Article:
Earning 20% annual returns will put you squarely on the list of elite investment managers. It's no small feat to generate 20% annually when the S&P 500 has returned just 9.8% per year in the last 25 years, dividends reinvested.

So when a company like Prospect Capital (NASDAQ:PSEC) holds investments that are turning 20% annually, investors should pay closer attention. One of its portfolio companies, First Tower, a personal loan business, is doing just that -- paying Prospect Capital 20% per year on its debt investment.

What's this First Tower thing, anyway?
First Tower is, without question, the most important asset Prospect Capital has on its balance sheet. Making up more than 10% of net assets First Tower helps support Prospect Capital's generous 11.7% dividend yield. 

First Tower makes a lot of money. It loans funds to borrowers seeking small, short-term installment loans at interest rates topping 65% per year.

Obviously, these aren't the best of borrowers. But they aren't terrible credits, either. The profitability of the company shows that lending money at 65% or more is a terrific business, even if some loans are never repaid. At the last annual shareholders meeting, Prospect Capital management was sure to note that roughly 50% of its borrowers own their own home. These aren't payday loans.

But making high interest loans isn't a business model that escapes scrutiny. It settled charges for $340,000 in 1997 for violations of the Truth in Lending Act. I should note, though, that its settlement with the Federal Trade Commission happened before Prospect Capital bought a majority stake in the company.

In at least one state in which First Tower does business -- Missouri -- lawmakers have sought to cap interest rates at 36%. That bill failed. A new initiative is under way.

And headline risk is big with this one. Last month, one local Missouri news agency sat down with a disabled man who claims First Tower never made it clear that his loan would cost him 65% per year in interest. Of course, the jury is out on whether or not that claim is true. But KY3 News did report that workers at the state Attorney General office have heard complaints about Tower Loans.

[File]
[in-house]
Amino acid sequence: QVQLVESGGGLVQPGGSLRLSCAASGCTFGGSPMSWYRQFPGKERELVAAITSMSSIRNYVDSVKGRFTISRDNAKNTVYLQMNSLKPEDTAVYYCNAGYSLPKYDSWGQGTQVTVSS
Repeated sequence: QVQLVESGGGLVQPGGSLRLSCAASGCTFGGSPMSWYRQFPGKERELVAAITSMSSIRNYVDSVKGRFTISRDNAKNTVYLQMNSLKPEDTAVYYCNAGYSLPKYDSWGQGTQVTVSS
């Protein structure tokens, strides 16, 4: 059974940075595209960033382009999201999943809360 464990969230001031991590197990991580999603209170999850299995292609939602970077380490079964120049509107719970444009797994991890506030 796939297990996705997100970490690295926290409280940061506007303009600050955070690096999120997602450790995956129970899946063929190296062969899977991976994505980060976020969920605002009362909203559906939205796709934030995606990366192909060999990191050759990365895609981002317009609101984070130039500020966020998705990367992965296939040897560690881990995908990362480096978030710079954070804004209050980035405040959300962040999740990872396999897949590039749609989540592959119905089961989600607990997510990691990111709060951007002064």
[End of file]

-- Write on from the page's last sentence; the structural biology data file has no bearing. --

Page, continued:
A simple search of Tower Loans on Google will lead you to countless negative reviews mostly stemming from its collections processes. That kind of stuff draws undesired attention to a company that is making a mint from low-income borrowers.

It's not all ugly
The fact is that First Tower is profitable. And it is growing its loan book. I don't think anyone questions the reality that lending money at sky-high interest rates is a fantastically good business right now.

The question for Prospect Capital shareholders is whether or not a good regulatory environment can live on forever. If lawmakers crack down on high interest lending, it could have a big impact on Prospect Capital's bottom line, and its impressively high dividend. It's not the kind of thing that would send Prospect Capital into insolvency -- not even close -- but it would have a material impact on the balance sheet, and the company's earnings power.

Even with all the "ugly" parts of the business completely exposed, you should note that the company is compensated heavily for the risk. At the end of the day, it doesn't take many years of 20% returns to really knock the ball out of the park. If, for example, First Tower simply imploded 10 years from now, Prospect Capital shareholders could still be happy with the sky-high returns earned over the period.

And we should also remember that companies that don't pass muster for being "socially responsible" have been great investments in the past. For years, investors have believed tobacco stocks would eventually be crippled by sin taxes, regulations, and lawsuits. That thesis never played out, and investors who consistently reinvested the fat dividends from tobacco stocks made a killing.

That could be the case at Prospect Capital. Right now, First Tower is a tremendously profitable business. Will it go on forever? No one can say. Regulatory risk is so hard to predict. But it is worth noting that First Tower is one of the many reasons why shareholders demand such a large yield from Prospect Capital stock. Its biggest investment is one of the riskiest.

This article represents the opinion of the writer, who may disagree with the “official” recommendation position of a Motley Fool premium advisory service. We’re motley! Questioning an investing thesis -- even one of our own -- helps us all think critically about investing and make decisions that help us become smarter, happier, and richer.